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Is there a single word to use when describing someone visiting someone who is sick?

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    Call upon comes to mind even though it is not one word
    – mplungjan
    Commented Nov 13, 2014 at 9:03
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    What makes you think there is a word, or that there's just one word? (Maybe you meant, "What's a word to describe..."?)
    – J.R.
    Commented Nov 13, 2014 at 10:38
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    @J.R. sadly a lot of people seem to think there's a single specific word for everything, no matter how specific and convoluted. Maybe should ask for a single word to indicate a person who is sick and visits a doctor who is unable to cure him but sends him to another doctor who then goes on to make a wrong diagnosis, causing the person to have to spend years taking wrong medication before finally ending up with a specialist who happens to recognise the rather rare condition she is suffering from because he just read an article about it in the proceeds of a recent congress...
    – jwenting
    Commented Nov 13, 2014 at 12:49
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    What do you mean "sadly" Why not ask since there are thousands of such exact words in many languages and English borrows from many of them. In Arab there is a SPECIFIC word meaning just that and a word describing what sort of behaviour it is. In Hebrew there is a similar word for the act of kindness. In English there is a religious word that specifically means "a clergyman that comes to a sick person": Visitation. It cannot be used here but there is such a word
    – mplungjan
    Commented Nov 13, 2014 at 13:14
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    I still have ZERO problems with any of your griviances. I learned a new word today in Arab and could not find a good word in English although I was sure there was one, obscure or not. Something like what women did in the 18th century with their friends that had just given birth.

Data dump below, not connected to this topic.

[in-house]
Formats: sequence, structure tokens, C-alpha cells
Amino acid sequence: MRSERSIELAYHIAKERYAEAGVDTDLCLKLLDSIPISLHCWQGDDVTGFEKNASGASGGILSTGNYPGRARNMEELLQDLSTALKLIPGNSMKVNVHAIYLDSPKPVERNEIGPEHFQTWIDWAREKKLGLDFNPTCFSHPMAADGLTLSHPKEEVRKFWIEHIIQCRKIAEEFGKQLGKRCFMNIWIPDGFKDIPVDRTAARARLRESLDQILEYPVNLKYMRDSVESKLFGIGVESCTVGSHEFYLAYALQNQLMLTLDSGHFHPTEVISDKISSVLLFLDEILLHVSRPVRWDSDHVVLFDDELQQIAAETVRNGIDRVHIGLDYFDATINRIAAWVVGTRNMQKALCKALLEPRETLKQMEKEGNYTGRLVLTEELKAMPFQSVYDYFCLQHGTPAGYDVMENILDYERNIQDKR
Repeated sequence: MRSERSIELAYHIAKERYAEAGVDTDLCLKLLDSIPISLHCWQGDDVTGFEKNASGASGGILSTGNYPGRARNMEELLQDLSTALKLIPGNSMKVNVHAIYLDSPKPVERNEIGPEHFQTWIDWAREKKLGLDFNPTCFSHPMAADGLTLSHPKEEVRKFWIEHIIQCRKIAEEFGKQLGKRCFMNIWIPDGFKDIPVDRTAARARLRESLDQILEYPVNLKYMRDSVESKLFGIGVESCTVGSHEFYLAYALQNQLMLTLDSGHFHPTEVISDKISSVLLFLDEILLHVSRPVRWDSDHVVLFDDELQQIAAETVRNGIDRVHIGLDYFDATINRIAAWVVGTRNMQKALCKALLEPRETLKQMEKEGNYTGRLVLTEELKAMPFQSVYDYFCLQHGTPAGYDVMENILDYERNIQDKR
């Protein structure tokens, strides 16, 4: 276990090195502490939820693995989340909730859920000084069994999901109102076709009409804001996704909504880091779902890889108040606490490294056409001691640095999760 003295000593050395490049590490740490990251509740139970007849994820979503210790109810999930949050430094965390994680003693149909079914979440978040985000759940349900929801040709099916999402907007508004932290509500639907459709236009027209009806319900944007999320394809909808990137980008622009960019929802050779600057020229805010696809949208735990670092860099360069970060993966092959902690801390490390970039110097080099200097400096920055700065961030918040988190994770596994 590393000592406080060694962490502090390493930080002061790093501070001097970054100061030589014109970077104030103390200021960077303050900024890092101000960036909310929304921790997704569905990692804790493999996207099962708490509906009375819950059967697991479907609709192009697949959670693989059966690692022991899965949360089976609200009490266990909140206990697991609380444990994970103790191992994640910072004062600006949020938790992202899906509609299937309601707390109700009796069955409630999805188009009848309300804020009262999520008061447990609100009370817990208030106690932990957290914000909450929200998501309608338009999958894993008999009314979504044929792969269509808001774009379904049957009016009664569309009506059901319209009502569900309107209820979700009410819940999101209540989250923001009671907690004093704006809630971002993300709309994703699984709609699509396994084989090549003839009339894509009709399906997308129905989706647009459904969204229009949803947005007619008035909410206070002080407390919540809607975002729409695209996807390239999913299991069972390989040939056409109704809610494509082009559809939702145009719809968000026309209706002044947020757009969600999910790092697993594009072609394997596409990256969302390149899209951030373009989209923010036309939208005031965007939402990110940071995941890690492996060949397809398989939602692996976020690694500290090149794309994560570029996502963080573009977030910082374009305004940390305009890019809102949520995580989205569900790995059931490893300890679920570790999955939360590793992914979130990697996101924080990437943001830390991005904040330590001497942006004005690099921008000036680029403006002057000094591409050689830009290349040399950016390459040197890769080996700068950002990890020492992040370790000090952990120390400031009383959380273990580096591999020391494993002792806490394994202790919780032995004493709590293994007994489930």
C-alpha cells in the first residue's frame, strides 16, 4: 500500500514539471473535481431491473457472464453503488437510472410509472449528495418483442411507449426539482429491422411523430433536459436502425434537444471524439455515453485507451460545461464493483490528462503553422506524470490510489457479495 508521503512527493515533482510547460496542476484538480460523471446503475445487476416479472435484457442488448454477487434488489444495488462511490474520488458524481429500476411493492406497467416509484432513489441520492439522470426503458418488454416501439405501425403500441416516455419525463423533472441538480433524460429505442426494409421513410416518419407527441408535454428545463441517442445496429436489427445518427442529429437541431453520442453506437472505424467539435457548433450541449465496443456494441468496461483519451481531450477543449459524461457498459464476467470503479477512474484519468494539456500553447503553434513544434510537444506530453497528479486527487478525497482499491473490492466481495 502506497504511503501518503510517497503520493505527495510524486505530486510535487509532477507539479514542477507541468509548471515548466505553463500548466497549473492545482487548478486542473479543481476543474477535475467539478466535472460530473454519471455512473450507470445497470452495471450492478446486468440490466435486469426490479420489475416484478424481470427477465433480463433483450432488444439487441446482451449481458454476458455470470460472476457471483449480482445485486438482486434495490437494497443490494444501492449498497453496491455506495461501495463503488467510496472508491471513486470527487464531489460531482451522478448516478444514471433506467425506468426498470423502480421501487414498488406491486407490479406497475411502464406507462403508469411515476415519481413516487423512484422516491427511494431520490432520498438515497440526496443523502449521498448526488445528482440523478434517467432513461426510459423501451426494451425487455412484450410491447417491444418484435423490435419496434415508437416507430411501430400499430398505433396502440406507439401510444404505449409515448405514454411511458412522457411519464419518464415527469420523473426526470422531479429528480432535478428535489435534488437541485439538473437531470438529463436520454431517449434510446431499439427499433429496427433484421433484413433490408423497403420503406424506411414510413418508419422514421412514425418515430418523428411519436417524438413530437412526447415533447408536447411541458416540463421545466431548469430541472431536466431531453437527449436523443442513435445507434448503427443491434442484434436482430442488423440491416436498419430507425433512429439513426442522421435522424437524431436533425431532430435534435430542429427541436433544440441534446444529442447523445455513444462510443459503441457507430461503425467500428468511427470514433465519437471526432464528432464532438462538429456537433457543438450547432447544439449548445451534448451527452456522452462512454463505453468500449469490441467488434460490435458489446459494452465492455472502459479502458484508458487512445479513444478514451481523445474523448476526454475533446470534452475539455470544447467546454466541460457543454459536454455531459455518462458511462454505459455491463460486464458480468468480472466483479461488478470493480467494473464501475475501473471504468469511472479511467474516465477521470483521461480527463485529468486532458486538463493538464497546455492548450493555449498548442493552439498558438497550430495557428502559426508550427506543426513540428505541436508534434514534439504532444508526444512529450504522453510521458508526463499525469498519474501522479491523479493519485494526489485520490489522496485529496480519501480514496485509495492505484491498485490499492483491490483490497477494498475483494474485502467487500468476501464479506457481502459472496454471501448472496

– mplungjan
    Commented Nov 13, 2014 at 20:26

1 Answer 1

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The verb 'to visit' carries this connotation and is the term used referring to sick people: (from TFD and dictionary.reference.com)

To visit:

  • to go to see in order to aid or console: visit the sick and dying.
  • to come to in order to comfort or aid: to visit the sick.
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    Actually 'visit', while a fine word, says nothing about the need for a noun meaning a person conducting the visit to a sick person.
    – Oldcat
    Commented Nov 13, 2014 at 20:22
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    Agreed. Absent some specific additional context (like "I am going to visit <x> in the hospital"), "visit" alone does not automatically convey any "sick" connotation.
    – nobody
    Commented Nov 13, 2014 at 20:51
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    Actually the dictionaries mentioned as well as others give the specific meaning of visit with the connotation described above. I think it is because 'visit' is the most proper verb you'd use in such a context!!
    – user66974
    Commented Nov 13, 2014 at 20:55
  • It's interesting how some dictionaries list that specific meaning (like Am Her Def #1b) while others (like Collins) don't. Even if that meaning is not universally listed, though, I still think the smattering of meanings that can be found make visit is a viable candidate, even if it doesn't always convey visiting a sick person – especially with a lack of other suggestions.
    – J.R.
    Commented Nov 14, 2014 at 3:47
  • I think Josh, as I, got confused with Visitation, which has one meaning of a clergyman visiting a sick person (for last rites for example)
    – mplungjan
    Commented Nov 14, 2014 at 6:45

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